There was always going to be a brunch rush Saturday at Miller's Ale House. The Maryland women's basketball team is in the Sweet 16, and the Rockville restaurant and sports bar is the pick of the Rebounders, the program's official support group, for the Terps' late-morning game against Oregon.
Racheal Abraham will be there, eyes on the big screen, belief in her bones. The Upper Marlboro resident has faith that this weekend will not be the last of Maryland's season. "In my heart of hearts, I don't see Maryland not making it to the Final Four," she said, and yes, she knows that requires a win over four-time defending champion and top-seeded Connecticut.
What Abraham does not have this weekend is a ticket. The NCAA allotted Maryland 100 for the Bridgeport, Conn., regional, same as it did for the Huskies, Ducks and UCLA. But those tickets are reserved primarily for those close to the program.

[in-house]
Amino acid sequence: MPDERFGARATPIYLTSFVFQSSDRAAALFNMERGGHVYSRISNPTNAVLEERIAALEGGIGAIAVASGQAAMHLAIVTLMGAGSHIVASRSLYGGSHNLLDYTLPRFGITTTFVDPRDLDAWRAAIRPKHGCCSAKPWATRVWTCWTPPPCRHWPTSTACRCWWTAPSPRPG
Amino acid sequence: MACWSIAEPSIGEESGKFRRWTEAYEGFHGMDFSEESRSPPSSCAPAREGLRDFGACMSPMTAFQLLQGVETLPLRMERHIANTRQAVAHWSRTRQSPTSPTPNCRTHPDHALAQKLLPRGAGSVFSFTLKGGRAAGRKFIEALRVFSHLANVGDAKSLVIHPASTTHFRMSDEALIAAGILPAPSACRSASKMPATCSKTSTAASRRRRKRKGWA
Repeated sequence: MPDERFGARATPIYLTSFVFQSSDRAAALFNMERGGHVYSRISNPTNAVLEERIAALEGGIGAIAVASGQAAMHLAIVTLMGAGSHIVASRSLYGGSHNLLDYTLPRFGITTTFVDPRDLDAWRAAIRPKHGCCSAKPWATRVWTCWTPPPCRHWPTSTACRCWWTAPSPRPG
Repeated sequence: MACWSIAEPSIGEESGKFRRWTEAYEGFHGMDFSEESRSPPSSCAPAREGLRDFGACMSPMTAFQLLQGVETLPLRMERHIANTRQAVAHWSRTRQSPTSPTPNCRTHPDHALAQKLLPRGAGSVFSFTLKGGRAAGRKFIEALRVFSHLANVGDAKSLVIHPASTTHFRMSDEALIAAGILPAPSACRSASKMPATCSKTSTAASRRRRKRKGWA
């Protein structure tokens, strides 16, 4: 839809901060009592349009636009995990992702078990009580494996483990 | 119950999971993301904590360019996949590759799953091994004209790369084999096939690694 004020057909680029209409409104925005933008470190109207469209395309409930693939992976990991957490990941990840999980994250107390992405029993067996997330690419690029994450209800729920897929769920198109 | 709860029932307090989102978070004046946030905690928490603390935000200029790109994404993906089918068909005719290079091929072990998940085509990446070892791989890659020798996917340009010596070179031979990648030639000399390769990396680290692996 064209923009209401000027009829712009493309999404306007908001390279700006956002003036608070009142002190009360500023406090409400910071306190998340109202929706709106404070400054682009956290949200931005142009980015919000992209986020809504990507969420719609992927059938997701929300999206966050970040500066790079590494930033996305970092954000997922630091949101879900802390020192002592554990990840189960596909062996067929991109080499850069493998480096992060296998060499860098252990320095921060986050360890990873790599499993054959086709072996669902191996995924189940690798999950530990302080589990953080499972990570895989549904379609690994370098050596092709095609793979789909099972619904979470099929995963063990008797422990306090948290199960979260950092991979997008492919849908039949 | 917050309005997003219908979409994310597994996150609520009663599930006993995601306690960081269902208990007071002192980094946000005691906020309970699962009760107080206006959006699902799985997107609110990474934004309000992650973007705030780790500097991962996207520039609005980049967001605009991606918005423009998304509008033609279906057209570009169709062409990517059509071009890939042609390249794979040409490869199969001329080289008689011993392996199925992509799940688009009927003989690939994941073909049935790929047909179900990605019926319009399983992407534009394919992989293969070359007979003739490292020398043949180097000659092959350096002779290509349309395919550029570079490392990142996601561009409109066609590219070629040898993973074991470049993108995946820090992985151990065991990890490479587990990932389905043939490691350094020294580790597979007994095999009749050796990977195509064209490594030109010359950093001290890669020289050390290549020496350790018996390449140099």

UConn had the upper hand, because, well, it's UConn. Their record winning streak undisturbed, Huskies fans knew well before the NCAA tournament bracket was unveiled last week that the team would be staying in the state this weekend. So they snatched up tickets early and often. The Terps hadn't even tipped off in their tournament opener before tickets to Bridgeport's Webster Bank Arena (capacity: nearly 9,000) were sold out.
"Either you buy the overly inflated tickets," Abraham said, "or you end up in Rockville hanging out with the rest of the Rebounders."
The NCAA's initial inventory of tickets, Abraham said, were reasonably priced: $62.50. The cheapest single ticket available on Stubhub, as of early Wednesday morning, was $99.75, a markup of nearly 70 percent.
Said Abraham, a fan of the team since Frese's arrival who was in Boston for the 2006 national title: "That's just ridiculous."
Don't get her started. Given that UConn was able to secure an additional 500 tickets for the regional ... and that Maryland could not earn a No. 2 seed ... and that the officiating in the teams' first matchup, a Huskies win in College Park, was, in her judgment, one-sided ... well, something doesn't smell right to Abraham and her fellow Rebounders.
Which, in a way, might be to the Terps' advantage.
"The fact that their fan base can't be there, that's going to make them even more determined," she said. She just wishes she were there to witness it.